We simultaneously measure the static friction and the real area of contact between two solid bodies. These quantities are traditionally considered equivalent, and under static conditions both increase logarithmically in time, a phenomenon coined aging. Here we show that the frictional aging rate is determined by the combination of the aging rate of the real area of contact and two memory-erasure effects that occur when shear is changed (e.g., to measure static friction.) The application of a static shear load accelerates frictional aging while the aging rate of the real area of contact is unaffected. Moreover, a negative static shear - pulling instead of pushing - slows frictional aging, but similarly does not affect the aging of contacts. The origin of this shear effect on aging is geometrical. When shear load is increased, minute relative tilts between the two blocks prematurely erase interfacial memory prior to sliding, negating the effect of aging. Modifying the loading point of the interface eliminates these tilts and as a result frictional aging rate becomes insensitive to shear. We also identify a secondary memory-erasure effect that remains even when all tilts are eliminated and show that this effect can be leveraged to accelerate aging by cycling between two static shear loads.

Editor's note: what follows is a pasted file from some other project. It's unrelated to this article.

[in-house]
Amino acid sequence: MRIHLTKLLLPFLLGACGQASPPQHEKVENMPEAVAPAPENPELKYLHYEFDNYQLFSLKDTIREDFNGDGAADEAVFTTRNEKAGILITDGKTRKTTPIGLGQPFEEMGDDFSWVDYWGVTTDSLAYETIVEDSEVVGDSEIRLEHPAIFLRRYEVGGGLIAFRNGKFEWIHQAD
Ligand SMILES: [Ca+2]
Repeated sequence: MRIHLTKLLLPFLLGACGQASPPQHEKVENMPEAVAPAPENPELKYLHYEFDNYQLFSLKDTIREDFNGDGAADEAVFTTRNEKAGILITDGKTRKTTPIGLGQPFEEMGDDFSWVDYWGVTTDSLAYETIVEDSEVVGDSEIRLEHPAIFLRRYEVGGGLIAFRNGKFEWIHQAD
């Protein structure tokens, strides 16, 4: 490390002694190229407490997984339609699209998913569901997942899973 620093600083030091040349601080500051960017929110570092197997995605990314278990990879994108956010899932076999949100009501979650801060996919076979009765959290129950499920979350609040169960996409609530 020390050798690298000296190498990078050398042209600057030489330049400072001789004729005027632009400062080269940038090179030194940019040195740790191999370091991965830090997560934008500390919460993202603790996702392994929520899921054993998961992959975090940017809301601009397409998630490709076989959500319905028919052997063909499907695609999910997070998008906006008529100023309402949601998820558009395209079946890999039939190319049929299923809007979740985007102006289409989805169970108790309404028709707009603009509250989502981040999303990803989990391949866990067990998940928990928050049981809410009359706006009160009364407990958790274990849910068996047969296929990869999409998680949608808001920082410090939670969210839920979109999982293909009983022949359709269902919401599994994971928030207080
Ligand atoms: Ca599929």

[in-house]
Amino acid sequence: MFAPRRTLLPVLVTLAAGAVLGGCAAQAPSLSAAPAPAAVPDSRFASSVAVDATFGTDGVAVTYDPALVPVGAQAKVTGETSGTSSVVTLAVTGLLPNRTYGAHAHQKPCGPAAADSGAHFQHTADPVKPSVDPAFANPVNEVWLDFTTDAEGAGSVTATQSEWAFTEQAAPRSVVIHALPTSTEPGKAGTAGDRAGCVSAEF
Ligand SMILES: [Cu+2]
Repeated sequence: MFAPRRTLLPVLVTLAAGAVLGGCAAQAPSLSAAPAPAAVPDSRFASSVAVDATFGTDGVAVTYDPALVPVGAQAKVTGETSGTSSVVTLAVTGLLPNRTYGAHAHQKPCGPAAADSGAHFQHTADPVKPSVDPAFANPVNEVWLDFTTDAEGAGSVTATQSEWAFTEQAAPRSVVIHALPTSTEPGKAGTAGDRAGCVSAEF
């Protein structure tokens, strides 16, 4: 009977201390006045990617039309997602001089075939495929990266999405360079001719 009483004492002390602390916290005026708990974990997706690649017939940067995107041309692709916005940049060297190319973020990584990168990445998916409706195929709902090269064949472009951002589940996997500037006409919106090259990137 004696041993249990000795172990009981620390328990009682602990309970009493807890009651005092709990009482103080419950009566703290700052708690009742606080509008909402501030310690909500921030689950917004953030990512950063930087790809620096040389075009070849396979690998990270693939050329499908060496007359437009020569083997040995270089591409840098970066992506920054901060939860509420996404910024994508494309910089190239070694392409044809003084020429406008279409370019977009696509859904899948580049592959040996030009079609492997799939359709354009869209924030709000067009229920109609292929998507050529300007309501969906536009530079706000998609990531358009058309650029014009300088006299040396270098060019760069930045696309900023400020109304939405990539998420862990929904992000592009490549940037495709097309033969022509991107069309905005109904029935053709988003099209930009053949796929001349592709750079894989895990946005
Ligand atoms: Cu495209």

Bibliographical noteFunding Information:
The authors would like to thank Chris Marone, Mark O Robbins, and Robert W Carpick for helpful discussions. This work was supported by the National Science Foundation through the Harvard Materials Research Science and Engineering Center (DMR-1420570). S. M. R. acknowledges support from the Alfred P. Sloan Research Foundation (FG-2016-6925). S. D. acknowledges support from the Smith Family fellowship.
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